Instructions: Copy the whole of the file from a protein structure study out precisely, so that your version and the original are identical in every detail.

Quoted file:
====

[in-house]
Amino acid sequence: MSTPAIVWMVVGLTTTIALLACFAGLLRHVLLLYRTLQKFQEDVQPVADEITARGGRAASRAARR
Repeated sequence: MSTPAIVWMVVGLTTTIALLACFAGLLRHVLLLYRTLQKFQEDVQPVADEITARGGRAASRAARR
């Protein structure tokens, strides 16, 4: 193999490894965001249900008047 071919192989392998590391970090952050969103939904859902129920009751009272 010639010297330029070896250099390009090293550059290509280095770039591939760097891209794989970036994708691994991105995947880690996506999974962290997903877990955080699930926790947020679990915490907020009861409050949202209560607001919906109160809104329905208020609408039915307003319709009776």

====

[in-house]
Amino acid sequence: MSTPAIVWMVVGLTTTIALLACFAGLLRHVLLLYRTLQKFQEDVQPVADEITARGGRAASRAARR
Repeated sequence: MSTPAIVWMVVGLTTTIALLACFAGLLRHVLLLYRTLQKFQEDVQPVADEITARGGRAASRAARR
């Protein structure tokens, strides 16, 4: 193999490894965001249900008047 071919192989392998590391970090952050969103939904859902129920009751009272 010639010297330029070896250099390009090293550059290509280095770039591939760097891209794989970036994708691994991105995947880690996506999974962290997903877990955080699930926790947020679990915490907020009861409050949202209560607001919906109160809104329905208020609408039915307003319709009776």